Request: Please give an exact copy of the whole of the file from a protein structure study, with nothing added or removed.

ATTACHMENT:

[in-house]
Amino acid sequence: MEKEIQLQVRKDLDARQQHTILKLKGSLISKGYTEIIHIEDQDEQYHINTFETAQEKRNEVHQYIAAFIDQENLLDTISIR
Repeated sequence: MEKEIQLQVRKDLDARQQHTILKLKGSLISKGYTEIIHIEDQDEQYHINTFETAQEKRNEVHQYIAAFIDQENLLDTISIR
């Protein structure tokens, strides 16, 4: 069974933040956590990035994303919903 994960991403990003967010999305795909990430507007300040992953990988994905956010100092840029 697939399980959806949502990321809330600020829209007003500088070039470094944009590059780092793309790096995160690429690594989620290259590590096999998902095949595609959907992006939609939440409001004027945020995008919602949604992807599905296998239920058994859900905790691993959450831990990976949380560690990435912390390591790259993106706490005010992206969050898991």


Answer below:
[in-house]
Amino acid sequence: MEKEIQLQVRKDLDARQQHTILKLKGSLISKGYTEIIHIEDQDEQYHINTFETAQEKRNEVHQYIAAFIDQENLLDTISIR
Repeated sequence: MEKEIQLQVRKDLDARQQHTILKLKGSLISKGYTEIIHIEDQDEQYHINTFETAQEKRNEVHQYIAAFIDQENLLDTISIR
């Protein structure tokens, strides 16, 4: 069974933040956590990035994303919903 994960991403990003967010999305795909990430507007300040992953990988994905956010100092840029 697939399980959806949502990321809330600020829209007003500088070039470094944009590059780092793309790096995160690429690594989620290259590590096999998902095949595609959907992006939609939440409001004027945020995008919602949604992807599905296998239920058994859900905790691993959450831990990976949380560690990435912390390591790259993106706490005010992206969050898991």